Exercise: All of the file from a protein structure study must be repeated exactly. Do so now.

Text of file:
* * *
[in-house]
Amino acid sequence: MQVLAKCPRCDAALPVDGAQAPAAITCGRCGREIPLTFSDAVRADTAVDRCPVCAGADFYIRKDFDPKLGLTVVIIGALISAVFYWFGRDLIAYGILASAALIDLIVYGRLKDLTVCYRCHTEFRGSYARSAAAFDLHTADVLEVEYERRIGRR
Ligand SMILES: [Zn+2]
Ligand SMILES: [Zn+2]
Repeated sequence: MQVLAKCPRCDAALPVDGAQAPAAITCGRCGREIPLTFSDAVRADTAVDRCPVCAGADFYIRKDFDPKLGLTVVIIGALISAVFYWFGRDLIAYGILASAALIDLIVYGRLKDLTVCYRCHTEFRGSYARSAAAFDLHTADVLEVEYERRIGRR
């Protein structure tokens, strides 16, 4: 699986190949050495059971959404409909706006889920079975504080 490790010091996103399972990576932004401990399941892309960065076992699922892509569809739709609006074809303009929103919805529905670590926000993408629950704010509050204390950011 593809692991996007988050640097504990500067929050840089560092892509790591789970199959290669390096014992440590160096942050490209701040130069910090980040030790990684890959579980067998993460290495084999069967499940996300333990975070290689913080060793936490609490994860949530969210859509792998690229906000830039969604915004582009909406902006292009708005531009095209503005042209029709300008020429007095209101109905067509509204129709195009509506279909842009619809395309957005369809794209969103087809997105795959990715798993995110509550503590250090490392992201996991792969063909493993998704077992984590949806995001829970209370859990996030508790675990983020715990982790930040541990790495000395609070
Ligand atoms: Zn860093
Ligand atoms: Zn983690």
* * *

[in-house]
Amino acid sequence: MQVLAKCPRCDAALPVDGAQAPAAITCGRCGREIPLTFSDAVRADTAVDRCPVCAGADFYIRKDFDPKLGLTVVIIGALISAVFYWFGRDLIAYGILASAALIDLIVYGRLKDLTVCYRCHTEFRGSYARSAAAFDLHTADVLEVEYERRIGRR
Ligand SMILES: [Zn+2]
Ligand SMILES: [Zn+2]
Repeated sequence: MQVLAKCPRCDAALPVDGAQAPAAITCGRCGREIPLTFSDAVRADTAVDRCPVCAGADFYIRKDFDPKLGLTVVIIGALISAVFYWFGRDLIAYGILASAALIDLIVYGRLKDLTVCYRCHTEFRGSYARSAAAFDLHTADVLEVEYERRIGRR
């Protein structure tokens, strides 16, 4: 699986190949050495059971959404409909706006889920079975504080 490790010091996103399972990576932004401990399941892309960065076992699922892509569809739709609006074809303009929103919805529905670590926000993408629950704010509050204390950011 593809692991996007988050640097504990500067929050840089560092892509790591789970199959290669390096014992440590160096942050490209701040130069910090980040030790990684890959579980067998993460290495084999069967499940996300333990975070290689913080060793936490609490994860949530969210859509792998690229906000830039969604915004582009909406902006292009708005531009095209503005042209029709300008020429007095209101109905067509509204129709195009509506279909842009619809395309957005369809794209969103087809997105795959990715798993995110509550503590250090490392992201996991792969063909493993998704077992984590949806995001829970209370859990996030508790675990983020715990982790930040541990790495000395609070
Ligand atoms: Zn860093
Ligand atoms: Zn983690």